Apr 20, 2012   //   by Carl D'Halluin   //   Blog, News, Testimonial  //  No Comments

Car dealer Audi NAM Zuid selects the Rogerthat platform to improve its customer service through smartphone-based appointment scheduling, service planning and sales interaction.

For some time Audi NAM Zuid was thinking about using the smartphone for extending its customer service and after-sales offering. However, building a dedicated smartphone app seemed complicated and expensive, since it requires a large upfront investment of time and money, without being certain how the mobile offering will be used.

Johan De Vos, After Sales Manager at Audi NAM Zuid, testifies:

“When we learnt about the Rogerthat platform for flexible smartphone communication with zero setup effort, we were interested immediately. It became obvious that having our own smartphone app is completely unnecessary, is inflexible and would carry a high maintenance cost. Using the Rogerthat platform, we can offer smartphone-based customer service in a very simple and flexible way. Customers can make appointments, get in touch with our sales reps, get information or report problems.

The perfect flexibility in creating and modifying the communication flows, without having to create and distribute a new version of the smartphone app, allows us to iterate over the communication process, and finetune it continuously. We can learn from our customers what works and what doesn’t. Using the Message Flow Designer, we can do this by ourselves, without the need for software programming or IT integration.”

Audi adds and finetunes one customer interaction at a time. They started with appointment scheduling, then added offering mobility solutions such as a replacement car, and customer satisfaction surveys. Rogerthat gives them an interactive channel to provide news, send promotions and invite customers to events.

Google App Engine push task queues & the development environment

Mar 27, 2012   //   by Geert Audenaert   //   Blog, Tech  //  No Comments

Today Bart and I spent 2 hours debugging in the python Google App Engine, trying to figure out why all our scheduled tasks start to fail in the development server.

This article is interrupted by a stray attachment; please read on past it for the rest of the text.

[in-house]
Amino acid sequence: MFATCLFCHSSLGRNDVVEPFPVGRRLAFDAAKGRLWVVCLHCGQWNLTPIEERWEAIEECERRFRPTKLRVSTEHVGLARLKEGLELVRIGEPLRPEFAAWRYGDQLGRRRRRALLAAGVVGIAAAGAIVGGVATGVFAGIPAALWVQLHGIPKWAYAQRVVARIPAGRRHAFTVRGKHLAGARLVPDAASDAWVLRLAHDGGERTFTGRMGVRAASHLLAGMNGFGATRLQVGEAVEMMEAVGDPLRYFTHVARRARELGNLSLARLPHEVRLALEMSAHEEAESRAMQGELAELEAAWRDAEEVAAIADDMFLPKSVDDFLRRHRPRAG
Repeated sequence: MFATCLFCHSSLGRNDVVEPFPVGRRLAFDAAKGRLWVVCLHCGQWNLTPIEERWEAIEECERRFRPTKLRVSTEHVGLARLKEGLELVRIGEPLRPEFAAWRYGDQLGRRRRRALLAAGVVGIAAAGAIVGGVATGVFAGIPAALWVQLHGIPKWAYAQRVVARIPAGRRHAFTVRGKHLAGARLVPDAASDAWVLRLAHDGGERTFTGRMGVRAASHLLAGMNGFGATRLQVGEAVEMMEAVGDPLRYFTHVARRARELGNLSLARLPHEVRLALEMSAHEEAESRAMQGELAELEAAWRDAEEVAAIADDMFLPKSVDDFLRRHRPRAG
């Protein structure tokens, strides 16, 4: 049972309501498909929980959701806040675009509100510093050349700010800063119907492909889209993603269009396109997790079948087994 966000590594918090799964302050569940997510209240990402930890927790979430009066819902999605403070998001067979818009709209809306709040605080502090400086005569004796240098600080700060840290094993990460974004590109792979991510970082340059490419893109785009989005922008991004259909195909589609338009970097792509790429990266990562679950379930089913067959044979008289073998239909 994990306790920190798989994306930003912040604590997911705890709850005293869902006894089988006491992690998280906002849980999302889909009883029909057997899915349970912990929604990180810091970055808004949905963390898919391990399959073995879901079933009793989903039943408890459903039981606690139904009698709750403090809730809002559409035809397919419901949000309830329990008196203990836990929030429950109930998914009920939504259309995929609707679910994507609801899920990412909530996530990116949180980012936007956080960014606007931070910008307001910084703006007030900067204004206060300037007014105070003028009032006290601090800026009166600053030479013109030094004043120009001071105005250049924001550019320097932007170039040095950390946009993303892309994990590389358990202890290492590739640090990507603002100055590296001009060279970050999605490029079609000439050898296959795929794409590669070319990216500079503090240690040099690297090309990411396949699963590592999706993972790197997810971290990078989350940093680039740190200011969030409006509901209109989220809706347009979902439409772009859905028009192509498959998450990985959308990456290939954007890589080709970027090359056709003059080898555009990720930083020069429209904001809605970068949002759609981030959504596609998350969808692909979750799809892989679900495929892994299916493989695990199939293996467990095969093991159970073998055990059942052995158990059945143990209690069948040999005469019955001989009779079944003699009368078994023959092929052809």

It is no secret that the public Rogerthat cloud is running on Google’s App Engine infrastructure.

To make our messaging service reliable, we make a lot of use of the deferred library which relies on the push task queue mechanism. So we kick off quite a large number of tasks.

At some point during testing on the development server, all tasks executions start to fail, flooding the logs as follows:

WARNING  2012-03-27 12:40:36,447 taskqueue_stub.py:1936] Task task4 failed to execute. This task will retry in 0.016 seconds
WARNING  2012-03-27 12:40:36,455 taskqueue_stub.py:1936] Task task3 failed to execute. This task will retry in 0.032 seconds
WARNING  2012-03-27 12:40:36,468 taskqueue_stub.py:1936] Task task4 failed to execute. This task will retry in 0.032 seconds
WARNING  2012-03-27 12:40:36,491 taskqueue_stub.py:1936] Task task3 failed to execute. This task will retry in 0.064 seconds
WARNING  2012-03-27 12:40:36,502 taskqueue_stub.py:1936] Task task4 failed to execute. This task will retry in 0.064 seconds
WARNING  2012-03-27 12:40:36,558 taskqueue_stub.py:1936] Task task3 failed to execute. This task will retry in 0.128 seconds
WARNING  2012-03-27 12:40:36,570 taskqueue_stub.py:1936] Task task4 failed to execute. This task will retry in 0.128 seconds
WARNING  2012-03-27 12:40:36,688 taskqueue_stub.py:1936] Task task3 failed to execute. This task will retry in 0.256 seconds
WARNING  2012-03-27 12:40:36,701 taskqueue_stub.py:1936] Task task4 failed to execute. This task will retry in 0.256 seconds

As you can see, no stack traces.

First we tried searching the internet for a solution, but apart from many others looking for help, we did not find the fix we needed. So there was no other option, as to debug the Google App Engine dev_server stack ourselves.

After a while we found that for some reason the development server stopped launching the task urls on the correct location. For some reason it resolved its own hostname and tried to access the RequestHandler with the hostname instead of on the ip address it is serving our app. Which did not work because the hostname resolves locally to 127.0.0.1 instead of on the ip address on wich we have the development serving. On top of that it totally lost the configured port as well on which we configured the dev server.

We fixed it by adding an extra line at the following location:

root@dev:/root/testing# git diff /root/testing/google_appengine/google/appengine/api/taskqueue/taskqueue_stub_original.py /root/testing/google_appengine/google/appengine/api/taskqueue/taskqueue_stub.py
diff --git a/root/testing/google_appengine/google/appengine/api/taskqueue/taskqueue_stub_original.py b/root/testing/google_appengine/google/appengine/api/taskqueue/taskqueue_stub.py
index df3b6a7..305167a 100644
--- a/root/testing/google_appengine/google/appengine/api/taskqueue/taskqueue_stub_original.py
+++ b/root/testing/google_appengine/google/appengine/api/taskqueue/taskqueue_stub.py
@@ -1826,6 +1826,7 @@ class _TaskExecutor(object):
 
 
       connection_host, = header_dict.get('host', [self._default_host])
+      connection_host = self._default_host
       if connection_host is None:
         logging.error('Could not determine where to send the task "%s" '
                       '(Url: "%s") in queue "%s". Treating as an error.',